The neighborhood we call home has experienced a century of extremes. Beginning in the early part of the 20th century, Casco Viejo was the home to some of Panama’s most powerful and elite: it was a cultural, political, and social hub which, thanks to it’s convenient location, also played host to the majority of trade in the Republic.
Casco Viejo’s heyday can be seen in old photographs and drawings, depicting (now-decrepit) buildings busy with customers and the same cobblestone streets packed with carriages, polished trolleys, and businessmen in suits.
Around the middle of the century, came an urban-sprawl not unlike those seen in the USA around the same time period. The majority of Casco’s wealthy residents, left the neighborhood for suburb areas which now make up for the majority of development in Panama City. With this exodus, came the entrance of Panama’s less glamorous demographics: the poor to populate then-abandoned buildings, the thieves to prey on the unsuspecting, and the gangs to mark territories as their own.
Roughly the remaining 40 years of Casco Viejo’s 20th century became characterized by feats less guidebook-worthy than it’s original glory. It evolved into more-or-less a red zone of travel for the outsider, specifically portions situated in (what’s now) the tip of the peninsula.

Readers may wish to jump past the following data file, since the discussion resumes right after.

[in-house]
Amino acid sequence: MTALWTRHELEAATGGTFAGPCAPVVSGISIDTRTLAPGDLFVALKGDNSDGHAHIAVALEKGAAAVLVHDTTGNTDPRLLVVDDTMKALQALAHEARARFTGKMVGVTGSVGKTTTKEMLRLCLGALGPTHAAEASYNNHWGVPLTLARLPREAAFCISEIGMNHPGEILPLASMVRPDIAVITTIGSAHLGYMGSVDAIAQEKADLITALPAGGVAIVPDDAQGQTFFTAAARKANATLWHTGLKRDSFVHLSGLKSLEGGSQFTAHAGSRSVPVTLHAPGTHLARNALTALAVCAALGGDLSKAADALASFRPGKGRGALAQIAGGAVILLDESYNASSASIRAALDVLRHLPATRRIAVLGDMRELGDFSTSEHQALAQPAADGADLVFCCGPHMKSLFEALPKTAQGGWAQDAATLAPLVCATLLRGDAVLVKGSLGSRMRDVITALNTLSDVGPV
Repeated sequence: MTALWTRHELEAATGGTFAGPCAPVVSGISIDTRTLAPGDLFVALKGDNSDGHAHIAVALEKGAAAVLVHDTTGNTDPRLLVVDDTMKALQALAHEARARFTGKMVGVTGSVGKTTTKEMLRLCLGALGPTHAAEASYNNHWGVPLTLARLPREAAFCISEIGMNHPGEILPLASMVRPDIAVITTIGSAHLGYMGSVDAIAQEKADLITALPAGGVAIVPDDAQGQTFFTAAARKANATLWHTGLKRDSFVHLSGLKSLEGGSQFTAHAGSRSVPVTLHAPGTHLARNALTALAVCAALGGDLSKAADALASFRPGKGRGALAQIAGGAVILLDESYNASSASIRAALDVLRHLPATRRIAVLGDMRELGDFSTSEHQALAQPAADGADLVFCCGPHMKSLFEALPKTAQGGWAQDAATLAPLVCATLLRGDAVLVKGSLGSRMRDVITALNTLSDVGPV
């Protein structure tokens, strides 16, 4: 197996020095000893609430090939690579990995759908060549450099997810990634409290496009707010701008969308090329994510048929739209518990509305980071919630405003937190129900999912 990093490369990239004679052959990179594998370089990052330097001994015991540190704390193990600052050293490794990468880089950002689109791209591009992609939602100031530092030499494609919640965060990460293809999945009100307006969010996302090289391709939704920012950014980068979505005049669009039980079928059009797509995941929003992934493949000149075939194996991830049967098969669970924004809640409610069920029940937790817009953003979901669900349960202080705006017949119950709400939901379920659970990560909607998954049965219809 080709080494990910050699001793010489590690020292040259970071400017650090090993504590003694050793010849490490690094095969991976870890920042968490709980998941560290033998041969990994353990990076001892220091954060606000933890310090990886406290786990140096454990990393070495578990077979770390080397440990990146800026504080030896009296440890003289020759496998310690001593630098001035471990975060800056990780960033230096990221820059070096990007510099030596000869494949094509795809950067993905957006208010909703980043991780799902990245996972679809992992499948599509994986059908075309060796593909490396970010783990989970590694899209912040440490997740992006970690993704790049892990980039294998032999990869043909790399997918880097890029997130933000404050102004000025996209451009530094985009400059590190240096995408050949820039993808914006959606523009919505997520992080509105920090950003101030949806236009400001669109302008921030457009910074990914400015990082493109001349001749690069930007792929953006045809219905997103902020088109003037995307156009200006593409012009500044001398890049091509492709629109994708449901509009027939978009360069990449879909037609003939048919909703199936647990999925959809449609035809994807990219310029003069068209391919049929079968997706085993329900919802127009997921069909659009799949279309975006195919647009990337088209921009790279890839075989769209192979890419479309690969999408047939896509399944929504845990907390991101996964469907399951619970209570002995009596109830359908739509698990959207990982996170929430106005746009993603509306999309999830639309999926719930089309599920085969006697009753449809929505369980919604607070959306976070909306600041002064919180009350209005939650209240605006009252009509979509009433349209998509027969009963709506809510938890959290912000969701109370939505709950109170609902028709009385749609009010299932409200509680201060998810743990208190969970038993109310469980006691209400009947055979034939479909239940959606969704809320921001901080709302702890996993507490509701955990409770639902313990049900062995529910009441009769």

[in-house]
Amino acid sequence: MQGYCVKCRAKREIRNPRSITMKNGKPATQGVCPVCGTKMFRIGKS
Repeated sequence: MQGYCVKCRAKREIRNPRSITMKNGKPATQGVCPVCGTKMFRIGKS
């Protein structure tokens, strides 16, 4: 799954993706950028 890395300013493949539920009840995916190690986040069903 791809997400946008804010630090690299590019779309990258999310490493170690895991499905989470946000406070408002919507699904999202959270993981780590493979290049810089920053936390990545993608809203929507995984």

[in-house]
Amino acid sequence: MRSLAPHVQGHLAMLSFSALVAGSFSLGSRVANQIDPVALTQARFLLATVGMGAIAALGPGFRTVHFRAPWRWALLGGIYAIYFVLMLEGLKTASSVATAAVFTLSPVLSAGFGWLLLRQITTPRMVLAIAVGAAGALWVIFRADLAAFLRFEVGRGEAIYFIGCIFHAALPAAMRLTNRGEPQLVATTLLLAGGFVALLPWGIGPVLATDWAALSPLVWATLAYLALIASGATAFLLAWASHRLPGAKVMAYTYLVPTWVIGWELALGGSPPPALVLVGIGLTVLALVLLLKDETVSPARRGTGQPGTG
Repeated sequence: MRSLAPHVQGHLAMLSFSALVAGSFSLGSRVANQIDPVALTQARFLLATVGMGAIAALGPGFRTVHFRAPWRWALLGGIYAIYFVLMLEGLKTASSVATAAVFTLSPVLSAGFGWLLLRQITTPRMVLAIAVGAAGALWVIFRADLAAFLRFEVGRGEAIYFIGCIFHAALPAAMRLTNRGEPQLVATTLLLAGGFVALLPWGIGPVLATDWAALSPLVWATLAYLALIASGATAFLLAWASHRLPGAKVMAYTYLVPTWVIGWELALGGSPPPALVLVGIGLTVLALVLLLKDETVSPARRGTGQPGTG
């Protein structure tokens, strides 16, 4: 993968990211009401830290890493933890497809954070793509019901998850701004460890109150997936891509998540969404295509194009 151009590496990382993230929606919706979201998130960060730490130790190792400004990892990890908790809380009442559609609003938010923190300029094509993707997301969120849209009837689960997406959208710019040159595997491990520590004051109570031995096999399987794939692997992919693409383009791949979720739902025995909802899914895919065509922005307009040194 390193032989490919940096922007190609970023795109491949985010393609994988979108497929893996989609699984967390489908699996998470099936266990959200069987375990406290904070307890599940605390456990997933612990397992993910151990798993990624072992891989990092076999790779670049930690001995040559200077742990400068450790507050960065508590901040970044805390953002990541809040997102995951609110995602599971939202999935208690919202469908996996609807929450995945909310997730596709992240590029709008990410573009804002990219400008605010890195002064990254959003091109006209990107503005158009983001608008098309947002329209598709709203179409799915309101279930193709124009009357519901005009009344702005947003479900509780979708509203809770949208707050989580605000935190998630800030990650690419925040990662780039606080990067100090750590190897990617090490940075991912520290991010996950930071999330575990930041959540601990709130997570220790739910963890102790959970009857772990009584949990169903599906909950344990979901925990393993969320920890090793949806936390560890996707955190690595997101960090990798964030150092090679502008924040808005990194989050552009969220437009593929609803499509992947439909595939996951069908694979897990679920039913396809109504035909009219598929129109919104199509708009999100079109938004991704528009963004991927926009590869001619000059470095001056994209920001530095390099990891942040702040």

But with the onset of a new century, came a new light and a new sense of pride in Casco Viejo by both Panama’s people and its foreigners. While restoring a ramshackle neighborhood wouldn’t be easy, the development that has taken place over the recent past is nothing short of tremendous: to the point that Casco Viejo real estate prices and Casco Viejo tourism have increased tenfold over the past five years.
If it was a perfect neighborhood with no cause for concern, the entire would want to live in Casco Antiguo. But to its residents and business owners, dealing with real-world issues and social responsibility is part of the challenge. It is a collection of challenges that perhaps keeps out the hoards, at least for the time being.
Panama’s people still seem to be semi-hesitant about the neighborhood its country once called the core: whether it’s nervous about entering at night, or walking the dark alley streets by themselves. Taxi drivers often warn visitors that such a neighborhood is not safe and patrons of Casco Viejo’s top restaurants rarely stray from the well-lit fronts of plazas and store fronts. Restaurants like Rene Cafe, Manolo Caracol, Ego, and Mostaza play host to some of the City’s elite, now returning to Casco Viejo, if only for a few hours of nightlife entertainment.
But it’s a trend that’s only natural in the evolution of a historic (or at least young) travel and investment destination. It’s a trend any of New York’s Soho residents would recognize from the 1970′s, a trend anyone would recall who visited Baltimore, Maryland’s harbor around the same time, and it’s a trend many travelers who hit hotspots such as Antigua (Guatemala), Cartagena (Columbia), or San Juan (Puerto Rico) would identify with in a pinch. Investors visiting agencies like Arco Properties find the same allure that similar historic real estate spots offered.
If you don’t feel comfortable in Casco Viejo like we do, simply hold off. Come in five or ten years though the identity of the neighborhood may become diluted, the diversity may homogenize, and what makes the place truly special may disappear before your very eyes.